As for Chuck Barris, it was the deciding factor in his retirement from television. “I’m fairly certain that’s when I first thought of chucking it all and moving to the south of France,” he later said.
Check out the clip of Popsicle Twins NSFW performance:
The Newlywed Game, a game show in which newly-married husbands and wives were separately asked the same questions and had to predict how their spouses would answer, was a staple of American television for over 20 years.
One of host’s Bob Eubanks’ favorite questions to ask contestants was, “What was the strangest place you’ve ever made whoopee?”
In a 1977 “Maternity Day” episode, Hank Perez guessed that his wife Olga would say the strangest place she’d ever had the urge to make whoopee was in their car on the freeway. When the wives were brought in to provide their answers to the same question, Olga gave a much different answer. We won’t give it away, but you can watch for yourself:
Model Manuela Arbelaez thought she was headed for the unemployment line after she mistakenly revealed the price of a new car on the game show, The Price Is Right.
The 26-year-old model said that she lost her train of thought while exposing the answers to “Five Price Tags,” a game that involves correctly choosing a vehicle’s value among five oversized tags. Arbelaez accidentally unmasked the correct $21,960 price after the contestant’s first pick, even though the participant still had two more chances to guess.
The goof brought Arbelaez to tears and sent host Drew Carey into a giggle fit. “Congratulations, Manuela just gave you a car,” Carey told the contestant.
Manuela was certain that she would be fired, but she wasn’t reprimanded for the error, and luckily for her, $21,960 wasn’t deducted from her paycheck. She said the next time she’s manning those giant price tags, she’ll reveal the answers extremely slowly and double-check each guess with host Drew Carey.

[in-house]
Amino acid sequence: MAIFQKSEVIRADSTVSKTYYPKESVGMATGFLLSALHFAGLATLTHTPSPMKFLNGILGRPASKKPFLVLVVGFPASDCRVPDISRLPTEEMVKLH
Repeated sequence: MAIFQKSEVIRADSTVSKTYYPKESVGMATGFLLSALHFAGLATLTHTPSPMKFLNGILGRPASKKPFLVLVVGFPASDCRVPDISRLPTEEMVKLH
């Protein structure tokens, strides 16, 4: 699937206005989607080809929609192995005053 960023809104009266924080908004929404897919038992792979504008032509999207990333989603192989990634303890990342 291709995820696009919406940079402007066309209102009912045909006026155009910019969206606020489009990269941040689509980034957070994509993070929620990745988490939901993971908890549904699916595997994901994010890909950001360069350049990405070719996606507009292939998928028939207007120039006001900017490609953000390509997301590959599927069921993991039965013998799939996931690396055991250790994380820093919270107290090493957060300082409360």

In 1988, a former deputy sheriff who became the biggest winner in the history of NBC’s Super Password was sentenced to five years in prison for staging an elaborate hoax in which he faked his wife’s death to collect on a $100,000 insurance policy.
Kerry Dee Ketchem, 36, had used the name of a former college professor (Patrick Quinn) to collect $56,000 in winnings on Super Password in December 1987. However, when he arrived at the show’s Hollywood offices a month later to pick up his prizes, he was arrested. Authorities had been tipped by a viewer in Alaska who recognized him.
Ketchem, labeled by prosecutors as a con artist who unleashed “a virtual tornado of deception” before his arrest in Los Angeles, was also ordered to pay restitution to the insurance company.
In his defense, Ketchem said, “A lot of times, because I’m friendly and easy to get along with, people think I’m conning them. That’s one of the reasons I went on the game show – to use my intellect for something other than bad.”
In 1984, Ohio ice cream truck driver Michael Larson set a record by winning $110,237 (a combined total of cash and non-cash prizes) in one appearance on the game show Press Your Luck – and he did it by gaming the system.
Prior to being on the show, Larson noticed that the Luck board did not rely on luck at all but was actually running in five predictable patterns – which he memorized over the course of six weeks, with the help of a VCR.